Phaswane Mpe, who died late last year at 34, was a beloved teacher and an acclaimed writer who brought a new vision to South African literature. Here, in his last interview, he tells Andie Miller about the books that changed his life.
Andie Miller reviews <i>The Silent Minaret</i> by Ishtiyaq Shukri (Jacana) which he descibes as an important and striking post-apartheid novel: not the least of which is the stylistic movement back and forth in time and space of both people and texts.
"The way in for me was to ask questions like, when is the birth of conscience? Not just for a character in a novel, but also for the writer writing the novel." Andie Miller spoke to exiled Nigerian novelist Chris Abani.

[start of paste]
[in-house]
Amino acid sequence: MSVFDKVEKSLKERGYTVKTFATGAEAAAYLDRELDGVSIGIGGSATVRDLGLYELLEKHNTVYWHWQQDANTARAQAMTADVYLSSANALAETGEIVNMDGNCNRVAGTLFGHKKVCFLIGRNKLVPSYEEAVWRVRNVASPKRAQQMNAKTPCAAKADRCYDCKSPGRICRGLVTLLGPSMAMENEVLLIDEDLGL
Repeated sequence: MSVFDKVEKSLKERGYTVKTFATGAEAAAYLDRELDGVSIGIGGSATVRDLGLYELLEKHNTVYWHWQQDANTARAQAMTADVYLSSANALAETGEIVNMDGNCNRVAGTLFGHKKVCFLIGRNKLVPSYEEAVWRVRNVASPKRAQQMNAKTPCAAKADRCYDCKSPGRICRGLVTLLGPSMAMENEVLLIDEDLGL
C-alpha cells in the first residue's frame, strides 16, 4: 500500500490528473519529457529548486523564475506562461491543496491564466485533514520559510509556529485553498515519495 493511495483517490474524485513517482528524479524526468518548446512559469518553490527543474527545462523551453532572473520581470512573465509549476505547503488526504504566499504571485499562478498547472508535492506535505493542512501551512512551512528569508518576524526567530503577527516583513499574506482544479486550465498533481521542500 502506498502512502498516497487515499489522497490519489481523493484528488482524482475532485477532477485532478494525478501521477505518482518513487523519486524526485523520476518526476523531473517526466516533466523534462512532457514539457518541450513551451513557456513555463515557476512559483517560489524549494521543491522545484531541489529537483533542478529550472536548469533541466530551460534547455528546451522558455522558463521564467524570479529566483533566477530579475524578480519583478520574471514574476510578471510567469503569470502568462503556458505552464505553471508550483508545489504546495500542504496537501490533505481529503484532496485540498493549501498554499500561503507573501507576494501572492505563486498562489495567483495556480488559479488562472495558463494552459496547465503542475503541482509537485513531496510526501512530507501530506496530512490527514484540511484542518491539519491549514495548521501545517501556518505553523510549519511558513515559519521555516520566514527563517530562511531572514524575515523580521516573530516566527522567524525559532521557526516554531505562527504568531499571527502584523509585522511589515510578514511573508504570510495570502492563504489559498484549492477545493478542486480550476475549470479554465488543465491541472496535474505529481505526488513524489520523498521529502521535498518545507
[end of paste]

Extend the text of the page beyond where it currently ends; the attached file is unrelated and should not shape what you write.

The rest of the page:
"The average age on this tour," the organiser said, "is 24,7." I guess my 41, Kate's 33 and the "Spanish woman with an unpronounceable name" must have raised the average of what looked like an abundance of 16-year-old boys considerably. Andie Miller joins a bus load of youngsters on the scenic route to Swakopmund.
"As an individual he doesn't see the relevance of it. He feels that to be a man you don't have to cut your penis. You have to prove it in other ways. Your way of thinking. Your way of doing things." Andie Miller speaks to documentary-maker Sipho Singiswa about his delayed rite of passage into manhood.